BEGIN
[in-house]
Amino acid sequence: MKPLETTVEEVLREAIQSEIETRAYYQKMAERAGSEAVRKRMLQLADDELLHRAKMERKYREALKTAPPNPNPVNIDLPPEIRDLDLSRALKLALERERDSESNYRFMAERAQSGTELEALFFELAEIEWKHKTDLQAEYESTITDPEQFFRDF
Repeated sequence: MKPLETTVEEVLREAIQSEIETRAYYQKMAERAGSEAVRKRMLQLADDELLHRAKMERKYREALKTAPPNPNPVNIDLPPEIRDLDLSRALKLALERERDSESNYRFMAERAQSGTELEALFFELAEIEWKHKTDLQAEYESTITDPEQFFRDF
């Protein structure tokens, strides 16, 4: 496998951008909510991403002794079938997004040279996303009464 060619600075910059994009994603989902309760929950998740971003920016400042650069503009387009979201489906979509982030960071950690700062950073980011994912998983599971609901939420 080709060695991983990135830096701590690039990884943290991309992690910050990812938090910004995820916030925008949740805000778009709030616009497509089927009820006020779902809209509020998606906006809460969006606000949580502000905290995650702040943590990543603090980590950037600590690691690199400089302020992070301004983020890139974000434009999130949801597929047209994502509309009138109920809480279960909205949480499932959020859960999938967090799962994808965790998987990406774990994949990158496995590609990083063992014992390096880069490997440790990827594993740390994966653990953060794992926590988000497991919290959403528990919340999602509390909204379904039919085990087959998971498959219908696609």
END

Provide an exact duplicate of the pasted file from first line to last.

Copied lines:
[in-house]
Amino acid sequence: MKPLETTVEEVLREAIQSEIETRAYYQKMAERAGSEAVRKRMLQLADDELLHRAKMERKYREALKTAPPNPNPVNIDLPPEIRDLDLSRALKLALERERDSESNYRFMAERAQSGTELEALFFELAEIEWKHKTDLQAEYESTITDPEQFFRDF
Repeated sequence: MKPLETTVEEVLREAIQSEIETRAYYQKMAERAGSEAVRKRMLQLADDELLHRAKMERKYREALKTAPPNPNPVNIDLPPEIRDLDLSRALKLALERERDSESNYRFMAERAQSGTELEALFFELAEIEWKHKTDLQAEYESTITDPEQFFRDF
């Protein structure tokens, strides 16, 4: 496998951008909510991403002794079938997004040279996303009464 060619600075910059994009994603989902309760929950998740971003920016400042650069503009387009979201489906979509982030960071950690700062950073980011994912998983599971609901939420 080709060695991983990135830096701590690039990884943290991309992690910050990812938090910004995820916030925008949740805000778009709030616009497509089927009820006020779902809209509020998606906006809460969006606000949580502000905290995650702040943590990543603090980590950037600590690691690199400089302020992070301004983020890139974000434009999130949801597929047209994502509309009138109920809480279960909205949480499932959020859960999938967090799962994808965790998987990406774990994949990158496995590609990083063992014992390096880069490997440790990827594993740390994966653990953060794992926590988000497991919290959403528990919340999602509390909204379904039919085990087959998971498959219908696609």